This is another in a series of reports on coastal resilience.
WILMINGTON – Coastal towns and counties can now access an online tool that pinpoints areas where resiliency projects would best help communities in the face of storms, floodwaters and rising seas.
The National Fish and Wildlife Foundation earlier this month released its Regional Coastal Resilience Assessment along with a new Coastal Resilience Evaluation and Siting Tool, or CREST, that identify and rank potential project sites along the Atlantic, Gulf of Mexico and Pacific coastlines in the lower 48 states.
The assessment uses standardized, nationwide data that establishes an apples-to-apples comparison when it comes to evaluating potential resiliency projects, explained Mandy Chesnutt, NFWF’s director of program operations.
CREST takes the initial guesswork out of potential project areas by identifying so-called “resilience hubs.”
These hubs are areas of open space that surround dense population centers, are immediately accessible to infrastructure and host natural resources and habitats that provide protection to humans. They are also areas that are at the highest risk of flooding from coastal storms and sea level rise.
“It is one tool in our arsenal,” Chesnutt said. “The assessment is a starting point. It can give you a few of these hubs that you can go and check out. What we’re saying is, ‘use this tool as a starting point. You need to go out and investigate these places.’”
What makes NFWF’s assessment unique is that it targets areas where both humans and wildlife would receive the most benefit from natural resiliency projects, such as living shorelines and wetlands restoration.
Researchers, including those with the University of North Carolina Asheville’s National Environmental Modeling and Analysis Center, the National Oceanic and Atmospheric Administration and NatureServe, delved even deeper to identify potential project sites through targeted watershed assessments.
North Carolina’s Cape Fear watershed is among eight coastal watersheds from Maine to Florida and California included in the targeted assessment.
The Cape Fear watershed in 2015 was the first to be evaluated.
This watershed supports more than a third of the state’s population – more than 2 million people – and stretches through nearly 30 counties and 114 municipalities, including Greensboro, Fayetteville, Durham, Chapel Hill and Wilmington.
The Cape Fear watershed is home to a wide array of habitat that supports juvenile fish, crabs, shrimp and a host of migratory fish as well as some of the oldest cypress trees in the world.
This was the testing ground on how to develop resilience assessment models, identify resilience hubs and rank those hubs.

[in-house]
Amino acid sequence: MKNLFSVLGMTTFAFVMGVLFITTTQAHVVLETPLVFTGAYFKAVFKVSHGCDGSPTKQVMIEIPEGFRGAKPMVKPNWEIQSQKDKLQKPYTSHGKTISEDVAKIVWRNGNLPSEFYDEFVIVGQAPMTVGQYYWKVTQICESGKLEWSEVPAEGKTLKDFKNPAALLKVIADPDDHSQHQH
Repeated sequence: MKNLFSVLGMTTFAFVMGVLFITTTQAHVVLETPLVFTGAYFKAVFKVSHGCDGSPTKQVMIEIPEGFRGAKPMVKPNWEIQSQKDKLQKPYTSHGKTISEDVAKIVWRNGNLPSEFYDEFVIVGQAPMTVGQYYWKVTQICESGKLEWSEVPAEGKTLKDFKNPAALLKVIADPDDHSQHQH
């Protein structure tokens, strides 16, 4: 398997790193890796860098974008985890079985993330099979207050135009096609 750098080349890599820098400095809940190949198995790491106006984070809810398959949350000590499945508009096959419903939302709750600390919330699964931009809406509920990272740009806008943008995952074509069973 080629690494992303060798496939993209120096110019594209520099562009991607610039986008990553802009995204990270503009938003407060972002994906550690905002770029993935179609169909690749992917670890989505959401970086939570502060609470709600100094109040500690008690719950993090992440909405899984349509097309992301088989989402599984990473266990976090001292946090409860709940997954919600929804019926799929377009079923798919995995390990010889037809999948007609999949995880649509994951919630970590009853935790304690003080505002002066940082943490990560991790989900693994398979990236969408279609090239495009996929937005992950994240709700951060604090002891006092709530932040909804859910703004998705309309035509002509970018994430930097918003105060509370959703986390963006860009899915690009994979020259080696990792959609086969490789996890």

One of the areas identified within the watershed is a patch of wetlands west of Wilmington International Airport.
Chesnutt said the wetlands’ proximity to a densely populated area paired with the fact it is host to a number of species, makes it a good spot for a restoration project that would create protection from storm surge and, at the same time, providing important wildlife habitat.
The idea behind identifying such sites is to give communities a starting point as to where to look for areas that would most benefit people and wildlife, said Dawn York, senior coastal scientist with Moffatt & Nichol and Cape Fear River Partnership coordinator.
“It’s work that’s already been done, so coastal communities can move beyond that first stage,” she said.
NFWF will use the assessment tool to evaluate proposed projects submitted annually from communities throughout the country for a piece of the National Coastal Resilience Fund, Chesnutt said, but towns and counties are by no means restricted from working outside of the areas identified in the assessment.
Each year, NFWF evaluates dozens of project ideas from communities vying for grant money from the $30 million fund.
“We have a really good sense of what we’re looking for,” Chesnutt said. “The competition is really fierce. We do try to distribute it evenly around the country.”
The foundation is not interested in projects that would include sea walls, jetties or other hardened structures, she said.
“It’s really focusing on those green solutions,” she said. “I think, in general, we are seeing a greater willingness to look at those natural solutions and not just hardened structures.”
Take the project initiated by Battleship North Carolina executive director, retired Capt. Terry Bragg.
The project known as Living With Water entails creating space for water pushed up the Cape Fear River by coastal storms and rising seas.
“They are taking action and that’s what we need to do,” York said.
The Cape Fear River Assembly has submitted a preproposal grant application for $125,000 from the National Coastal Resilience Fund for Creating a Resilient Wilmington planning project.
This is a stakeholder engagement project that will include Cape Fear River Assembly, the city of Wilmington, civil engineering firm Moffatt & Nichol and New Hanover County to “prepare for Wilmington’s next steps in the creation of its resilience strategy by improving upon its nature-based infrastructure including its wetlands, rivers and coasts.”
“We want to bring this urban planning effort to the city, but utilize that NFWF CREST tool,” York said.
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